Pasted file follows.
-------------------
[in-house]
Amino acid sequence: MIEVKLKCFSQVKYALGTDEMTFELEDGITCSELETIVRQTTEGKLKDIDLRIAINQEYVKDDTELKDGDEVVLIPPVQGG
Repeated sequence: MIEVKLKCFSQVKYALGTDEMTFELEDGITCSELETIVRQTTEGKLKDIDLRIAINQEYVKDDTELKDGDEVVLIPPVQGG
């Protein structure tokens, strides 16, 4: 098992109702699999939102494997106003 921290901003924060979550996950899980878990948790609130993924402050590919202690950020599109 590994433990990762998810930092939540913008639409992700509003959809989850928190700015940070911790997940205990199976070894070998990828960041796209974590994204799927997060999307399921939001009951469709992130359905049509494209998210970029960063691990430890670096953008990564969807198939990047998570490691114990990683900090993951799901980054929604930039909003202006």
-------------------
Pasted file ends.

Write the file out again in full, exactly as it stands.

[in-house]
Amino acid sequence: MIEVKLKCFSQVKYALGTDEMTFELEDGITCSELETIVRQTTEGKLKDIDLRIAINQEYVKDDTELKDGDEVVLIPPVQGG
Repeated sequence: MIEVKLKCFSQVKYALGTDEMTFELEDGITCSELETIVRQTTEGKLKDIDLRIAINQEYVKDDTELKDGDEVVLIPPVQGG
């Protein structure tokens, strides 16, 4: 098992109702699999939102494997106003 921290901003924060979550996950899980878990948790609130993924402050590919202690950020599109 590994433990990762998810930092939540913008639409992700509003959809989850928190700015940070911790997940205990199976070894070998990828960041796209974590994204799927997060999307399921939001009951469709992130359905049509494209998210970029960063691990430890670096953008990564969807198939990047998570490691114990990683900090993951799901980054929604930039909003202006």